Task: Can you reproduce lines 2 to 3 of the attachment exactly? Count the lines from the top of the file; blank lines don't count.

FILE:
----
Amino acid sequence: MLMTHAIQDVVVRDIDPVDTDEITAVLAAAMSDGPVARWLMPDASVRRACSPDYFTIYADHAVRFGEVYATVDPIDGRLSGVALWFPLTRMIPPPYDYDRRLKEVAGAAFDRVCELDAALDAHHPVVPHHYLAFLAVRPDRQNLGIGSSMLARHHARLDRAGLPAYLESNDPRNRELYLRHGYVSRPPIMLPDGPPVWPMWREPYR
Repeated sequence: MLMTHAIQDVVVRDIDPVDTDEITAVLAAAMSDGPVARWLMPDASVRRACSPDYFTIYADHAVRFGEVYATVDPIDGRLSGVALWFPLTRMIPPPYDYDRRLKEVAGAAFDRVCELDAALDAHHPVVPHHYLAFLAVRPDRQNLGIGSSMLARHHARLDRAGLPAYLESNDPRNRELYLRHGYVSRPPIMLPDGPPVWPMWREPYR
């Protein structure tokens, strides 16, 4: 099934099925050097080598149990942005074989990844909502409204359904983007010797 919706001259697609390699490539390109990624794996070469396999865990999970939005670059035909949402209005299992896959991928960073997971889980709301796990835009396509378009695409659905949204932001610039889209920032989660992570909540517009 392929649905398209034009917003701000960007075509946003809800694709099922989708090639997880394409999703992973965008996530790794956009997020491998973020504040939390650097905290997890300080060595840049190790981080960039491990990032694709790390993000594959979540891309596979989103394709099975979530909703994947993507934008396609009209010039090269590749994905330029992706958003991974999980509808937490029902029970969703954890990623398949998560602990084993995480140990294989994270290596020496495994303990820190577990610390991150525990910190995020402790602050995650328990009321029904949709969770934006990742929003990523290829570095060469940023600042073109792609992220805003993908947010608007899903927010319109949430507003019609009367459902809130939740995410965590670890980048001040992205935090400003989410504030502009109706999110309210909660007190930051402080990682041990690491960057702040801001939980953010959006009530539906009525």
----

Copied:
Repeated sequence: MLMTHAIQDVVVRDIDPVDTDEITAVLAAAMSDGPVARWLMPDASVRRACSPDYFTIYADHAVRFGEVYATVDPIDGRLSGVALWFPLTRMIPPPYDYDRRLKEVAGAAFDRVCELDAALDAHHPVVPHHYLAFLAVRPDRQNLGIGSSMLARHHARLDRAGLPAYLESNDPRNRELYLRHGYVSRPPIMLPDGPPVWPMWREPYR
């Protein structure tokens, strides 16, 4: 099934099925050097080598149990942005074989990844909502409204359904983007010797 919706001259697609390699490539390109990624794996070469396999865990999970939005670059035909949402209005299992896959991928960073997971889980709301796990835009396509378009695409659905949204932001610039889209920032989660992570909540517009 392929649905398209034009917003701000960007075509946003809800694709099922989708090639997880394409999703992973965008996530790794956009997020491998973020504040939390650097905290997890300080060595840049190790981080960039491990990032694709790390993000594959979540891309596979989103394709099975979530909703994947993507934008396609009209010039090269590749994905330029992706958003991974999980509808937490029902029970969703954890990623398949998560602990084993995480140990294989994270290596020496495994303990820190577990610390991150525990910190995020402790602050995650328990009321029904949709969770934006990742929003990523290829570095060469940023600042073109792609992220805003993908947010608007899903927010319109949430507003019609009367459902809130939740995410965590670890980048001040992205935090400003989410504030502009109706999110309210909660007190930051402080990682041990690491960057702040801001939980953010959006009530539906009525």